FERGUS FALLS -- Extensive studies and analysis by the South Dakota Department of Environment and Natural Resources show that Big Stone II's use of water from Big Stone Lake will not have an adverse impact on the Minnesota River, according to Dan Sharp, communications director with the Big Stone II project.
He said the impact would be "insignificant'' or so small as to be "almost imperceptible.
"It's slight, very slight,'' he said.
Permits would allow Big Stone II to appropriate up to 18,000 acre-feet of water annually from the lake, equivalent to 20 percent of the lake's volume. The power plant would tap the Veblen aquifer in South Dakota as a backup source when lake levels are down.
Sharp said the 20 percent figure is easily misunderstood. The water would be taken from the lake through the course of the year as other sources of water also reach it.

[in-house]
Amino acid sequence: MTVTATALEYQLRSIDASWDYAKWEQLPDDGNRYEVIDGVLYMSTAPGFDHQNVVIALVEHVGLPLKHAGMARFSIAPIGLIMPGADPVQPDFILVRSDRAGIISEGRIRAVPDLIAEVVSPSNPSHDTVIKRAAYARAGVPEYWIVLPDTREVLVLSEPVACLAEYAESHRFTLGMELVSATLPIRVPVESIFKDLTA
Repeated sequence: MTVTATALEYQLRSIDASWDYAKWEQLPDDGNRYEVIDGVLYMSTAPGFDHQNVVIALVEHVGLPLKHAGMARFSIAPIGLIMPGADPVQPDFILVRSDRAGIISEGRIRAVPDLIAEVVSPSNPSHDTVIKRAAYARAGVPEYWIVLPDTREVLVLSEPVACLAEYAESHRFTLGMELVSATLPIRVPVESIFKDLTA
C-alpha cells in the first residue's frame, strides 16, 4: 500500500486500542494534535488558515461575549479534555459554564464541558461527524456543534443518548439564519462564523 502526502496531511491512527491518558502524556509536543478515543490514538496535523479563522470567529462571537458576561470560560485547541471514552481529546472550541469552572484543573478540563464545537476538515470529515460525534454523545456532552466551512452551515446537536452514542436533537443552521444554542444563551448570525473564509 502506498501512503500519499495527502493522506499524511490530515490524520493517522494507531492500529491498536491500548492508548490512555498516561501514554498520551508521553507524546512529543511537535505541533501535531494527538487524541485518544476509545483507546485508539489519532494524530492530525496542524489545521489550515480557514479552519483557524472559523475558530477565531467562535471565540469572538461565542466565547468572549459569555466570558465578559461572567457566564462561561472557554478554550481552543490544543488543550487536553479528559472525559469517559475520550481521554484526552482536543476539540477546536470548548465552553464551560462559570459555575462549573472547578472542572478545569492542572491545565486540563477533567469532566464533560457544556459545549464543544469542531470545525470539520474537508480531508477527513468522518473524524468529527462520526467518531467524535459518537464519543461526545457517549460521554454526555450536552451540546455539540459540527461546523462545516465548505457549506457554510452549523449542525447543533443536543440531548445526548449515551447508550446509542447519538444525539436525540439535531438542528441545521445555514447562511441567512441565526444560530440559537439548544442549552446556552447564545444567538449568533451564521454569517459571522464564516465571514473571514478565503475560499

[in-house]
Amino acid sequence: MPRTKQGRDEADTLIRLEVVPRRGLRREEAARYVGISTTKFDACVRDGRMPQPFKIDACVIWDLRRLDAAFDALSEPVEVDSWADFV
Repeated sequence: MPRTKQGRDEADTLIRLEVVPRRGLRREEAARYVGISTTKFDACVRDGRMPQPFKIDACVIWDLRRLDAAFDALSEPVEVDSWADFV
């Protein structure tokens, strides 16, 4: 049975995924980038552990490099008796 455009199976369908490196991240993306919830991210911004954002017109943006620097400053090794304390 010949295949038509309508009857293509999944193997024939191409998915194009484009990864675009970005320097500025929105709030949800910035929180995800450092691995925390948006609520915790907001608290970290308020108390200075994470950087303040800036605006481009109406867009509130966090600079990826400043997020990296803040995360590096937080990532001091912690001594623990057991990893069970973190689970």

Overall, the lake would be drawn down by an average of 1¾ inch due to the power plant, according to Sharp.
He also charged that concerns about mercury do not acknowledge that Big Stone II will reduce the amount of mercury being emitted. Currently, the existing Big Stone plant emits up to 189 pounds of mercury per year. The new technology to be included as part of the Big Stone II project will reduce the overall mercury emissions from both Big Stone I and Big Stone II to 80 to 90 pounds per year.
Big Stone II is needed to meet growing power needs in the area, he said. Sharp called it "totally foolish'' to believe that wind and other renewable energy sources could meet the growing demand by 2011, when Big Stone II would begin producing electricity.